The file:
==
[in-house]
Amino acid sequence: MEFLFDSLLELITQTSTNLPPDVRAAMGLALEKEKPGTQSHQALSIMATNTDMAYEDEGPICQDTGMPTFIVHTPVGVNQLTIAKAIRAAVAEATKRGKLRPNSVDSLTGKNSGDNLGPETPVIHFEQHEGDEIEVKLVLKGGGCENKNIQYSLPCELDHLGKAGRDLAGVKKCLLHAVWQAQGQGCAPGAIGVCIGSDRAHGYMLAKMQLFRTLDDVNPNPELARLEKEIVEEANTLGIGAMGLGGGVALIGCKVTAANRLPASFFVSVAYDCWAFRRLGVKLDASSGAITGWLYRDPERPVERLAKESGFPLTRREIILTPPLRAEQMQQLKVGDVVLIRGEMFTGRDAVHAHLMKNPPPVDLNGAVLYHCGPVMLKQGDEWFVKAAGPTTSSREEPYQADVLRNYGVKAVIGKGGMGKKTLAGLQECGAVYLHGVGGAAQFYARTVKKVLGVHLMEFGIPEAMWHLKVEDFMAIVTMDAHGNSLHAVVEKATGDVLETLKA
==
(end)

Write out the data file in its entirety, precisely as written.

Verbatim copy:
[in-house]
Amino acid sequence: MEFLFDSLLELITQTSTNLPPDVRAAMGLALEKEKPGTQSHQALSIMATNTDMAYEDEGPICQDTGMPTFIVHTPVGVNQLTIAKAIRAAVAEATKRGKLRPNSVDSLTGKNSGDNLGPETPVIHFEQHEGDEIEVKLVLKGGGCENKNIQYSLPCELDHLGKAGRDLAGVKKCLLHAVWQAQGQGCAPGAIGVCIGSDRAHGYMLAKMQLFRTLDDVNPNPELARLEKEIVEEANTLGIGAMGLGGGVALIGCKVTAANRLPASFFVSVAYDCWAFRRLGVKLDASSGAITGWLYRDPERPVERLAKESGFPLTRREIILTPPLRAEQMQQLKVGDVVLIRGEMFTGRDAVHAHLMKNPPPVDLNGAVLYHCGPVMLKQGDEWFVKAAGPTTSSREEPYQADVLRNYGVKAVIGKGGMGKKTLAGLQECGAVYLHGVGGAAQFYARTVKKVLGVHLMEFGIPEAMWHLKVEDFMAIVTMDAHGNSLHAVVEKATGDVLETLKA